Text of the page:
Strengths: Labeling 3D scans with landmarks is currently a necessary, but highly labor-intensive process to enable accurate registration of 3D scans to a standard canonical templates. This is a step required to convert scans to a standard topology. Creating methodologies to automate this process as much as possible, as this work proposes, can be very impactful in allowing us to build richer statistical 3D models more quickly and with many more scans. So this work is well motived and has the potential to have a very positive impact on the field along with the availability of its code and pertained models. The proposed method proposes several innovative ideas to solve the problem including using a signed distance field as the parametric representation, along with diffusion of the parametric model's parameters to a 3D volume around the surface to enable an end-to-end differentiable formulation. These ideas are quite general and are not limited to fitting of body scans only. They could potentially be adopted in other 3D-related problems as well. The results presented are quite impressive and even with less supervision the proposed approach outperforms the competing approach of , which is fully-supervised. Furthermore, it is applicable to both clothed and unclothed humans. The paper is very well written and is a pleasure to read. The method is conceptually sound.
Weaknesses: This is not a weakness per-say, but a suggestion to make the paper stronger. In juxtaposition to the existing work the authors present the argument several times that using a UV parameterization is inherently inferior to 3D representations, as it requires seam-cuts and results in distortion of highly curved regions, etc. While this is conceptually correct and true, it would have made the paper stronger if the authors had somehow demonstrated this to be true empirically as well for their problem. For example, perhaps via a simpler problem -- maybe for the fully-supervised case or for the case when the entire pipeline is not necessarily end-to-end differentiable, but a combination of a landmarks/correspondence estimation + a traditional optimization approach. It would be interesting to see if the signed distance representation to predict correspondences with a CNN along with its Lagrangian loss formulation to encourage points to lie on the surface improves the accuracy of correspond prediction by itself and if so by how much versus an approach that learns to map scan points to the UV space instead. The second comment is with regards to the clarity of the section titled "Diffusing the human model function to R^3". I found this section in general and especially line 176 hard to conceptually comprehend, requiring several re-reads to correctly conceptualize. This is one of the central ideas of the paper and hence fundamental to its understanding. It would be super helpful if the authors could illustrate the idea of diffusing the function of the surface a bit more concretely, perhaps via a simpler toy example. Lastly, it would also be helpful to visualize some failure cases of the current approach. Also, what is its runtime?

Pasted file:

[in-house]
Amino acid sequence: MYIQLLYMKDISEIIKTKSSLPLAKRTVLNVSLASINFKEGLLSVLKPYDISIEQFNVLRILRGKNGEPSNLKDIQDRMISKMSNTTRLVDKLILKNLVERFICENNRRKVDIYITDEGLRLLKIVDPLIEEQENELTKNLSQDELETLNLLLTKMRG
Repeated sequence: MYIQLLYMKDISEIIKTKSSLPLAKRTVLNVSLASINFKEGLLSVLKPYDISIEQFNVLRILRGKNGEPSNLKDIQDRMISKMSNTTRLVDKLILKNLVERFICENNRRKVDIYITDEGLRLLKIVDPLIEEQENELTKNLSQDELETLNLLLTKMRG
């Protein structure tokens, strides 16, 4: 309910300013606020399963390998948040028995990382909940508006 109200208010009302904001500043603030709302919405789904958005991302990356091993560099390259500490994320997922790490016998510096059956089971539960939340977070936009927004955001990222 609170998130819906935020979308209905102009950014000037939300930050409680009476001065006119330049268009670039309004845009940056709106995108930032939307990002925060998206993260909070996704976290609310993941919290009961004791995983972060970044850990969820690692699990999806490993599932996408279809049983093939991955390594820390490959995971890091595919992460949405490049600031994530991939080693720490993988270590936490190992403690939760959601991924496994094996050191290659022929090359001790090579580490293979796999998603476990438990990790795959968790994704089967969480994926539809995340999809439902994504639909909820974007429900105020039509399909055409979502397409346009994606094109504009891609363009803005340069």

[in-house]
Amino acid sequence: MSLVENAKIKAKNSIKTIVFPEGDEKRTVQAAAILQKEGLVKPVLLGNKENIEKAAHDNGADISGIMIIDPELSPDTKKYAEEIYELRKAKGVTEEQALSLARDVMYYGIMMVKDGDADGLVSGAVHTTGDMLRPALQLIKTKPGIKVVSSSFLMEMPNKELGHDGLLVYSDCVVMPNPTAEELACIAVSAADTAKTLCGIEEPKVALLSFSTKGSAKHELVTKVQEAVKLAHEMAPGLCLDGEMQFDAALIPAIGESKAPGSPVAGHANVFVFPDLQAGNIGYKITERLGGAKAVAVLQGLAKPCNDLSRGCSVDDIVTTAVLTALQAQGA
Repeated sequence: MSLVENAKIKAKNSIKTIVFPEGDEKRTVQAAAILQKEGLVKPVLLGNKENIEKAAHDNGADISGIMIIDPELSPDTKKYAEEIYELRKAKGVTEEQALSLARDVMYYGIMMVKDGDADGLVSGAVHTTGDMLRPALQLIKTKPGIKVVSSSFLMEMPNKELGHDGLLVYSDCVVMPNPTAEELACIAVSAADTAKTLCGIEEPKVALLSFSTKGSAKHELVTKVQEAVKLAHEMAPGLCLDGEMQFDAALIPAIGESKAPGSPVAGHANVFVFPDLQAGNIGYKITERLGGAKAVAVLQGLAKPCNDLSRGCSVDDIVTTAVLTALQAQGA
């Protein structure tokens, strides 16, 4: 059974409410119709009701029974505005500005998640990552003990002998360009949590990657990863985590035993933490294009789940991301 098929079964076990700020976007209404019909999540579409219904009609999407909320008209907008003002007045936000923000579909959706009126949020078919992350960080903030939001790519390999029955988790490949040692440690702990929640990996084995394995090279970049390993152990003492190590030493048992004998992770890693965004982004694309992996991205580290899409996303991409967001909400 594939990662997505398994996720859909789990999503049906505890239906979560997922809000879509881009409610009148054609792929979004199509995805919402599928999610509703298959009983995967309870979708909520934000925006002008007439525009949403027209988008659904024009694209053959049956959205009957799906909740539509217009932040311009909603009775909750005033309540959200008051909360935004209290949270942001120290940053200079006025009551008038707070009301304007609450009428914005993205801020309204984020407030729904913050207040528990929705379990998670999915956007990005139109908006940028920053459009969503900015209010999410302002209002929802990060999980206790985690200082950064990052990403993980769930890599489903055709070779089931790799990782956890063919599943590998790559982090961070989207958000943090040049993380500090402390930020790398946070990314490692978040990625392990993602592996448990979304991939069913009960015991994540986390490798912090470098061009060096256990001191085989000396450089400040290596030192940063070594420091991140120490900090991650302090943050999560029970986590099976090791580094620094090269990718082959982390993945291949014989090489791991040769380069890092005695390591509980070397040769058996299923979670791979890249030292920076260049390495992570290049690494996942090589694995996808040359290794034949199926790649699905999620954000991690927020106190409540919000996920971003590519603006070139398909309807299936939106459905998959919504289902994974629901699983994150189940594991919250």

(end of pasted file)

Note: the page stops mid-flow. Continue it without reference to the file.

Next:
Relation to Prior Work: Yes.
Additional Feedback: Line 65: "function the" should be "function into the" Line 115: "This prone" should be "This is prone" Post Rebuttal: I have read all the reviews and the author's response. I agree with the other reviewers that because of the warm-start required by the proposed method with 1000 supervised images, it is not completely fair to call the method a "self-supervised". The authors have agreed to tone down that claim. I have lowered my score to 8 from 9 for that reason. Other than that I think this a solid paper with many innovative ideas, which will positively impact research in 3D reconstruction and model-fitting.
Summary and Contributions: This paper presents an end-to-end learning pipeline for registering parametric human body models to 3D scans. The key idea is to derive a differentiable way to diffuse the SMPL model onto the 3D space using an implicit surface representation and barycentric interpolation, which allows for self-supervised training via a closed loop from scan point to canonical surface then back to 3D. Using a small dataset with labeled correspondences for pretraining and the proposed correspondence cycle constraint, the model is able to achieve accurate, stable registration results without requiring keypoint supervision, outperforming SOTA methods using full supervision. The authors also demonstrate such a self-supervised training scheme can improve the performance on top of supervised baselines by using more unlabeled data.